Coonass, or Coon-ass is used in reference to a person of Cajun ethnicity. Many consider it an insult but others consider it a compliment or badge of honor. Although many Cajuns use the word in regard to themselves, other Cajuns view the term as an ethnic slur against the Cajun people, especially when used by non-Cajuns. Socioeconomic factors appear to influence how Cajuns are likely to view the term: working-class Cajuns tend to regard the word "coonass" as a badge of ethnic pride, whereas middle- and upper-class Cajuns are more likely to regard the term as insulting or degrading, even when used by fellow Cajuns in reference to themselves. (In Sociolinguistics, this type of behavior is termed covert prestige.) Despite an effort by Cajun activists to stamp out the term, it can be found on T-shirts, hats, and bumper stickers throughout Acadiana, the 22-parish Cajun homeland in south Louisiana. The term is also used by some of Cajun descent in nearby East Texas and Mississippi.
The origins of "coonass" are obscure, and Cajuns have put forth several folk etymologies in an effort to explain the word's origin. Some amateur linguists believe that the word refers to the Cajuns' occasional habit of eating raccoons, or from the use of coonskin caps by the Cajuns' ancestors while fighting in the Battle of New Orleans or in the Revolutionary War under Spanish colonial Governor Bernardo de Gálvez. Other amateur linguists attribute the term to the racial slur "coon," used in reference to African-Americans — thus implying that Cajuns are lower than African-Americans in social standing. Another holds that the term derives from the shape of Cajun women after having children (like a raccoon viewed from above). And yet another folk etymology maintains that "coonass" is a corruption of the French and Latin word “cunnus," a vulgar term for vulva.
The most popular folk etymology, however, stems from late Louisiana congressman and cultural activist James "Jimmy" Domengeaux, who maintained that "coonass" derived from the continental French word "connasse." According to the French Wiktionary, the French Larousse dictionnary, and the French Wikipedia, "connasse" entered the French language at the beginning of the 19th century and the term translates loosely to dirty prostitute. Domengeaux asserted that Frenchmen used the term in reference to Cajun soldiers serving in France during World War II, and that Anglo-American soldiers overheard the term, transformed it into "coonass" and brought it back to the U.S. as a disparaging term for Cajuns. Citing Domengeaux's etymology, Louisiana legislators passed a concurrent resolution in the 1980s condemning the word. Contrary to popular belief, the lawmakers did not ban the term. Research has since disproved Domengeaux's "connasse" etymology. Indeed, photographic evidence shows that Cajuns themselves used the term prior to the time in which "connasse" allegedly morphed into "coonass."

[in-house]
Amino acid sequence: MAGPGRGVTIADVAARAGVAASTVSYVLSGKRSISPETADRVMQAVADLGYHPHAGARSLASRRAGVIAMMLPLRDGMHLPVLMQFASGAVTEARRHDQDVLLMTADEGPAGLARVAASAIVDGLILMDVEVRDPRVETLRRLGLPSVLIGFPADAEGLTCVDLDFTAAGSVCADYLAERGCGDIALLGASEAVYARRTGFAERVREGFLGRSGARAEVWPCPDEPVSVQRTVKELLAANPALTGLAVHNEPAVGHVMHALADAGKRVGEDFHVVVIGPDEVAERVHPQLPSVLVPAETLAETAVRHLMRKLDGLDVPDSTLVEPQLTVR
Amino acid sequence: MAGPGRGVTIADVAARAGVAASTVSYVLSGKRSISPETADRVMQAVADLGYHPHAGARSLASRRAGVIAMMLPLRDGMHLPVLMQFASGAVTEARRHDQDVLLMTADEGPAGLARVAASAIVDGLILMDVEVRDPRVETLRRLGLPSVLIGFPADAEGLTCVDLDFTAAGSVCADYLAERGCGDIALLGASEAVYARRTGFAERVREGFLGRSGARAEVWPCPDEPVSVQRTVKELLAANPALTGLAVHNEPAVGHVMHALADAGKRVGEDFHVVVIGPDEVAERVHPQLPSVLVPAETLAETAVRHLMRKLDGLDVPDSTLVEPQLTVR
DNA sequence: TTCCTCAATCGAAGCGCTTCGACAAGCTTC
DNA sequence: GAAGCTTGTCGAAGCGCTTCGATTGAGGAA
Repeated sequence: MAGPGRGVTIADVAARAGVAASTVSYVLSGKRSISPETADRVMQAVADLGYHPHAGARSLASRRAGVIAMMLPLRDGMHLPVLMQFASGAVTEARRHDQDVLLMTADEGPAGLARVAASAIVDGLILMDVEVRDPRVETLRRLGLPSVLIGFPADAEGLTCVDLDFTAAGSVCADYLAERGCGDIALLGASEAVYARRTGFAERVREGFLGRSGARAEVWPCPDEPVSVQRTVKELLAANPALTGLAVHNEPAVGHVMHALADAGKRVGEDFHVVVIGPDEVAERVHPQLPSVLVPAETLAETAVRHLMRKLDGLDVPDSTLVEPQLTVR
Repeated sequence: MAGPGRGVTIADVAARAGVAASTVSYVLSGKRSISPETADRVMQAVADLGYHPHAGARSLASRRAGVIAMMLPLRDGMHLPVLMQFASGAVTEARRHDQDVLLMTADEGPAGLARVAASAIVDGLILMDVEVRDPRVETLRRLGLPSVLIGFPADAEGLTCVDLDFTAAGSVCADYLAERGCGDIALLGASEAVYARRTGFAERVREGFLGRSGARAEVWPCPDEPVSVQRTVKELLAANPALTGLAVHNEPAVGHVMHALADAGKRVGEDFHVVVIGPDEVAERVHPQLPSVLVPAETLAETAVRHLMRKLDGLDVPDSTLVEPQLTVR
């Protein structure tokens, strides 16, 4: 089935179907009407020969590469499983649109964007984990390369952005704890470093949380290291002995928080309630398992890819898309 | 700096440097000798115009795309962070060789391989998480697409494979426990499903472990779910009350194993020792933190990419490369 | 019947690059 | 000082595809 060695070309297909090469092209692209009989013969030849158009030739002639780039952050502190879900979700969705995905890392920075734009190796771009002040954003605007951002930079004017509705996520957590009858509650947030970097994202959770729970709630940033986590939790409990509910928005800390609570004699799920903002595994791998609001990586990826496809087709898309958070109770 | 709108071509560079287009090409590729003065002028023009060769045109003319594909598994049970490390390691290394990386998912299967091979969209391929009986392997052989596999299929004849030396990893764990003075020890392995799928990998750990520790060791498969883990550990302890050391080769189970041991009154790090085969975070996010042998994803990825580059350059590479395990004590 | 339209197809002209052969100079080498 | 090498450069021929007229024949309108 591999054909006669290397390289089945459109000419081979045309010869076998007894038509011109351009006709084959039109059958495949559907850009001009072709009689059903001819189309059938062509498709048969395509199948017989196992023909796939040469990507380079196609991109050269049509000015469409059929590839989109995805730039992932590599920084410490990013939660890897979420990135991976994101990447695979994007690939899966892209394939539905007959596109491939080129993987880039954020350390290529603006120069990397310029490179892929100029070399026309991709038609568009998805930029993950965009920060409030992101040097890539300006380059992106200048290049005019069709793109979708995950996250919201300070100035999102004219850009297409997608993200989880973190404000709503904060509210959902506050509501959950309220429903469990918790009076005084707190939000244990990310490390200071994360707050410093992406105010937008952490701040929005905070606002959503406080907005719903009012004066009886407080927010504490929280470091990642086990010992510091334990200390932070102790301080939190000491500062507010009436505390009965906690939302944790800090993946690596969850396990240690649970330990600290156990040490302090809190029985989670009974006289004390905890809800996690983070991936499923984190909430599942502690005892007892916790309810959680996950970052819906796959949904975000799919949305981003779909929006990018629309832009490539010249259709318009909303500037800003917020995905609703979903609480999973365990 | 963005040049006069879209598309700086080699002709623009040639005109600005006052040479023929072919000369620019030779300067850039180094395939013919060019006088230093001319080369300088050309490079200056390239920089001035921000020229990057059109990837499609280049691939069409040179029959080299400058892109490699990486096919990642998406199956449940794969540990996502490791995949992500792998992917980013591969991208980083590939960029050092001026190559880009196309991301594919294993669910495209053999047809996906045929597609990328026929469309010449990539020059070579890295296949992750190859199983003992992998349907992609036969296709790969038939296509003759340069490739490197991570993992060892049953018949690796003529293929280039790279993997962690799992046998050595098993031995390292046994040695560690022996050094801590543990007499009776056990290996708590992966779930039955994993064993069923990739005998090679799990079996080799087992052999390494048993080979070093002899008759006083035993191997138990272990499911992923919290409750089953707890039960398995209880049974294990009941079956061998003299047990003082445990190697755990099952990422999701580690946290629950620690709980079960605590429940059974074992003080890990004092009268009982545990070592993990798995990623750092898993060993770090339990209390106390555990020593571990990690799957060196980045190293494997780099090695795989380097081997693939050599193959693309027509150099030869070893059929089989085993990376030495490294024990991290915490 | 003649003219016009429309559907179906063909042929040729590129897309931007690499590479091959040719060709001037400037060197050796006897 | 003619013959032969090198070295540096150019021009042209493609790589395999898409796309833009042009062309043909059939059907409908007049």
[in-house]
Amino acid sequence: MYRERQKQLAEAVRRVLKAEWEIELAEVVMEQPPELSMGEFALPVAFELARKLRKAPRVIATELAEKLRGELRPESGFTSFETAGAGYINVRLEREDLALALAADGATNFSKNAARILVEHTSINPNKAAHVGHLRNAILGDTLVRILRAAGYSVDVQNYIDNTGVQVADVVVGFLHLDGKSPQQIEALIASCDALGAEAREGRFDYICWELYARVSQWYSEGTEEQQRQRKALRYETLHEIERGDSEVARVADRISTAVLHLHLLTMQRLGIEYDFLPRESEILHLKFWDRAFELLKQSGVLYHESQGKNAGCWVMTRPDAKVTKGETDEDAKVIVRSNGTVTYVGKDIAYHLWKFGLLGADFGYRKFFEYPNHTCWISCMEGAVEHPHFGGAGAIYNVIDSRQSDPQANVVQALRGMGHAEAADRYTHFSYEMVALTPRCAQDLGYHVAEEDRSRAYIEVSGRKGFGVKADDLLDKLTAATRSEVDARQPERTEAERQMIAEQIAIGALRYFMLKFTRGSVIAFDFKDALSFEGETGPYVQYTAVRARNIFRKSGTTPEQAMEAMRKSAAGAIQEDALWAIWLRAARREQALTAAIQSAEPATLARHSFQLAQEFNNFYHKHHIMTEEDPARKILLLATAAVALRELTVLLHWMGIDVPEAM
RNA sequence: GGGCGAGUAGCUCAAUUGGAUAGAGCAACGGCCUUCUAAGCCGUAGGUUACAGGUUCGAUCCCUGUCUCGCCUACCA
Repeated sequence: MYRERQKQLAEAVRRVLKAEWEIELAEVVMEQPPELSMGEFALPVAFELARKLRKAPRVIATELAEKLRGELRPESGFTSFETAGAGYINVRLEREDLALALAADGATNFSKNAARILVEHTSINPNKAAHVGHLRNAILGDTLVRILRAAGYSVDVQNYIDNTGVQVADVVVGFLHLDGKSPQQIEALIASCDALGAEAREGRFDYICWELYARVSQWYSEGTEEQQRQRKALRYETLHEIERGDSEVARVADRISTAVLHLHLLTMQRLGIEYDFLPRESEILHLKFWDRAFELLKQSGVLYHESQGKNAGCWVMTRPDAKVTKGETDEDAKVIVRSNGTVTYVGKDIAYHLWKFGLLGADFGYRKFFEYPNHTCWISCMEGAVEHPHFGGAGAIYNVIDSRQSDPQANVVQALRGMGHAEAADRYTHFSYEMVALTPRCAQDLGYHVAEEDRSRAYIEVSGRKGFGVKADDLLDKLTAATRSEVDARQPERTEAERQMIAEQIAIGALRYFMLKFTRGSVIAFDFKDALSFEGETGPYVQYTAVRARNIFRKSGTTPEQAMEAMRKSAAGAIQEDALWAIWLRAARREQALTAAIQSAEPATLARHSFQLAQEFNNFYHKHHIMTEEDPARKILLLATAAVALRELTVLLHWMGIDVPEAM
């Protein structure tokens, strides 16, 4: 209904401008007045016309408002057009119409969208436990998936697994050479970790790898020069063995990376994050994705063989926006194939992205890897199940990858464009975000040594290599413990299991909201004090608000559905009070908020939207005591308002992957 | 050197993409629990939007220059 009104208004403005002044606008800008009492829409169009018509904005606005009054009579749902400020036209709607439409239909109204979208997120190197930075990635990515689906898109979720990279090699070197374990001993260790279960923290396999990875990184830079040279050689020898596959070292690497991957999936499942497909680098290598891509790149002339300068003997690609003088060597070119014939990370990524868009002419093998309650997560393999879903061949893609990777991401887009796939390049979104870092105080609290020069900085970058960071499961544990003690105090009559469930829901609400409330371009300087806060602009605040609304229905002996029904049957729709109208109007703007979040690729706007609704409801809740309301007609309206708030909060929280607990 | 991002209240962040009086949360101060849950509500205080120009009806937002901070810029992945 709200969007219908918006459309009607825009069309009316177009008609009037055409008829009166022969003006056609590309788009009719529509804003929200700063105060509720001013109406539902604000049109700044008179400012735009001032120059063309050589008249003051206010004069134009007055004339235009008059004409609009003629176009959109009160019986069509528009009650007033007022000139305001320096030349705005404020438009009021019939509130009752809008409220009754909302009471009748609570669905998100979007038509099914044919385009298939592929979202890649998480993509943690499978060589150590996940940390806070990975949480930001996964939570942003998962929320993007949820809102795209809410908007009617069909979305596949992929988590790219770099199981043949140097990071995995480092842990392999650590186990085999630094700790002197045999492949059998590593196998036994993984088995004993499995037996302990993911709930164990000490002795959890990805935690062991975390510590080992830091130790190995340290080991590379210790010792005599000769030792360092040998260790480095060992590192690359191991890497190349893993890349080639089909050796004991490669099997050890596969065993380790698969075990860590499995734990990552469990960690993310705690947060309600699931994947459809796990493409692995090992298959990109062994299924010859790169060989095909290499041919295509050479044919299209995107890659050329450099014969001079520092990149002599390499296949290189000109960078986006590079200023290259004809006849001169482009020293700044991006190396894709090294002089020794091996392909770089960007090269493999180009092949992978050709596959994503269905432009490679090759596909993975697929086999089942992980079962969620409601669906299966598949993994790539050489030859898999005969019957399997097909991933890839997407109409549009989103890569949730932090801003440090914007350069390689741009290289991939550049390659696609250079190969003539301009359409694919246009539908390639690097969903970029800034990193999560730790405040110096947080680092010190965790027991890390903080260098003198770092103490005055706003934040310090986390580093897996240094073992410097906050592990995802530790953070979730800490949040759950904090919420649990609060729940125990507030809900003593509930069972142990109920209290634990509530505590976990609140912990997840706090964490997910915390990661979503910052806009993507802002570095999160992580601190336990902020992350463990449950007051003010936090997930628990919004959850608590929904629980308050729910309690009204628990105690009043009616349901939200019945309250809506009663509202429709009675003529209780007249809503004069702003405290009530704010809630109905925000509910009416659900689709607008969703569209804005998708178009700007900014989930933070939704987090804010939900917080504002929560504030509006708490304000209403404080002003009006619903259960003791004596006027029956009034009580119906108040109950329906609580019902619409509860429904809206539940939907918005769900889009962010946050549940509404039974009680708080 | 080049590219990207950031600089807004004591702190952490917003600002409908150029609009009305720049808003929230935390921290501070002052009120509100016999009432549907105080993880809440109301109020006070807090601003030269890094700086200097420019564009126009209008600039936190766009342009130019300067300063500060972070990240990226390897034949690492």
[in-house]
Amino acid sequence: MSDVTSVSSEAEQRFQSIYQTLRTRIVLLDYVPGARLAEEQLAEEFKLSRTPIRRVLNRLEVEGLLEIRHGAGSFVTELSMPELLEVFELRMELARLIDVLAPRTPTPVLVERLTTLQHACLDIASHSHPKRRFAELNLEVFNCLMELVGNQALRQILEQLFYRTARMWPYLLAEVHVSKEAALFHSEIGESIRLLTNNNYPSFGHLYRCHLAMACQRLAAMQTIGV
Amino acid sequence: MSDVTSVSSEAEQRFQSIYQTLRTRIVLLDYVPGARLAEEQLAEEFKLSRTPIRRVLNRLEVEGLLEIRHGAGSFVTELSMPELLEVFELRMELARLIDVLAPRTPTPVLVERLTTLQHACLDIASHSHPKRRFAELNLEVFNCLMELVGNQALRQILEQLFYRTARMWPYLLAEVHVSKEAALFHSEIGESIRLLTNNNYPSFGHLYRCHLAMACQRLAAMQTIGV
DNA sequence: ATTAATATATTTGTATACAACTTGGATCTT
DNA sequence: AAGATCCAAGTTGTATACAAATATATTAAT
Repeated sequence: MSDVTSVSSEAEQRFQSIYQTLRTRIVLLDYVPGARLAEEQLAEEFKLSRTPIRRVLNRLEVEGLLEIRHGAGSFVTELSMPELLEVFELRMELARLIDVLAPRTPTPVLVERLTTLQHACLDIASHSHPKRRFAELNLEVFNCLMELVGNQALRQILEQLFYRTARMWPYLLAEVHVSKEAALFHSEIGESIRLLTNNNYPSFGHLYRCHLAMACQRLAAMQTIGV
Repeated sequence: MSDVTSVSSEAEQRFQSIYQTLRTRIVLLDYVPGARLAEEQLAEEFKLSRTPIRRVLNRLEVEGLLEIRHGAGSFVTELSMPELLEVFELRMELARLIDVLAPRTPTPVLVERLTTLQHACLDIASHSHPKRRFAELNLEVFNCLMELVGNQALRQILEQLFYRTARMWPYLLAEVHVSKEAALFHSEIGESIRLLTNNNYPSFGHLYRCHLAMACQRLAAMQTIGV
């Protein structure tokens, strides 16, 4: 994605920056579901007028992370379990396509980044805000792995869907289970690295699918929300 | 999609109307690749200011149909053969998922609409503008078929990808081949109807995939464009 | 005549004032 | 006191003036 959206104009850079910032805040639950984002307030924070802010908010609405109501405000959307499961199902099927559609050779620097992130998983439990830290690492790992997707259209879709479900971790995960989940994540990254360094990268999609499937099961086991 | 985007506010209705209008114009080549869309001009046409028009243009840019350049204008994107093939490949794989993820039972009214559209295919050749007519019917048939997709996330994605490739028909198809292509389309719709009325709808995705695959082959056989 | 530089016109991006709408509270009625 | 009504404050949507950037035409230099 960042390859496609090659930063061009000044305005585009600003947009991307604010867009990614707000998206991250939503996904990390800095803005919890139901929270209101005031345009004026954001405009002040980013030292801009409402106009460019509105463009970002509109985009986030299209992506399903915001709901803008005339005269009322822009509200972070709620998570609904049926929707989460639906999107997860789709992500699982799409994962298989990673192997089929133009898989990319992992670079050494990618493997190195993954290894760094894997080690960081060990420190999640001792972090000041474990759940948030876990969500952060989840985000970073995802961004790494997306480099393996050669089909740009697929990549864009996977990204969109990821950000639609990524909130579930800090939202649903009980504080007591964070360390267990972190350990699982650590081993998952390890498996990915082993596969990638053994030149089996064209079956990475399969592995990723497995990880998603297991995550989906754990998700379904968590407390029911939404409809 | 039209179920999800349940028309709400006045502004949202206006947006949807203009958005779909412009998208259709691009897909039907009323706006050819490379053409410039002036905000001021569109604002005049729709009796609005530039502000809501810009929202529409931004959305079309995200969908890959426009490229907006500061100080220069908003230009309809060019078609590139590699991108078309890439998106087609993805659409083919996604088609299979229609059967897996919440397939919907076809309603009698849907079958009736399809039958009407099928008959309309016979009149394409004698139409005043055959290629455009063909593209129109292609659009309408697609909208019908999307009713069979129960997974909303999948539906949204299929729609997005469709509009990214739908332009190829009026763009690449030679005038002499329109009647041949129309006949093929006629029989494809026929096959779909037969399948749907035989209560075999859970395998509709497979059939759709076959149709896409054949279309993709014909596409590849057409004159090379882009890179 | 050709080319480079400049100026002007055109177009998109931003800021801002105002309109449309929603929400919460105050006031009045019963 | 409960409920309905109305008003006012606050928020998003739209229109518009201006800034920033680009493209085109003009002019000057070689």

Examples of Use
- In the television show Only in America with Larry the Cable Guy, host Larry the Cable Guy accompanies a group of alligator gar fishermen who refer to themselves as "Coonasses."
- In the television show Swamp People, one of the hunters featured on the show describes himself as "coonass", in regards to that he lives off of the land and makes his living by hunting.
- Cajun governor of Louisiana Edwin Edwards often used the word "coonass" in reference to himself and other Cajuns, though was corrected by attorney Warren Perrin that some people take offense to the term, and ceased its use.
- In the early 1980s, a Cajun worker sued his former employer over repeated use of the word "coonass" in the workplace. The lawsuit led directly to the federal government's recognition of the Cajuns as a national ethnic group as protected by the Civil Rights Act of 1964.
- In the movie Casey's Shadow, Walter Matthau's character was oft referred to as "Coonass" by his nemesis.
- While campaigning for President in Louisiana, Ronald Reagan once suggested his own appointment as an "honorary Cajun coonass."
- Although the Louisiana State Legislature condemned the word's use in 1981, the Louisiana Air National Guard's acclaimed 159th Tactical Fighter Group referred to itself as the "Coonass Militia" until 1992.
- University of Alabama head football coach Nick Saban came under fire in early 2007 for using the term while speaking "off the record" to a reporter. Audio of the conversation was leaked onto the Internet before garnering mainstream media attention.
- The term is used in a non-disparaging manner in the 1993 movie A Perfect World when Robert "Butch" Haynes (Kevin Costner) complains that he can't "find a good coonass waltz" on the radio.
- In the HBO series True Blood, Rene Lenier refers to himself as a Coonass when speaking to Sookie.
- In the Charlie Daniels hit "Trudy" off of his 1974 album Fire on the Mountain (album) there is a line in the song where he refers to himself as a coonass "But it took half the cops in Dallas County just to put one coonass boy in jail.".
- In John McPhee's essay "Atchafalaya", about efforts to control flooding on the Mississippi River, from his book The Control of Nature, one Louisiana native approvingly tells McPhee "you are pure coon-ass" because he uses a red bandana handkerchief.
- Bernard, Shane K. (April 2003). The Cajuns: Americanization of a People. Jackson: University Press of Mississippi. ISBN 978-1-57806-523-3.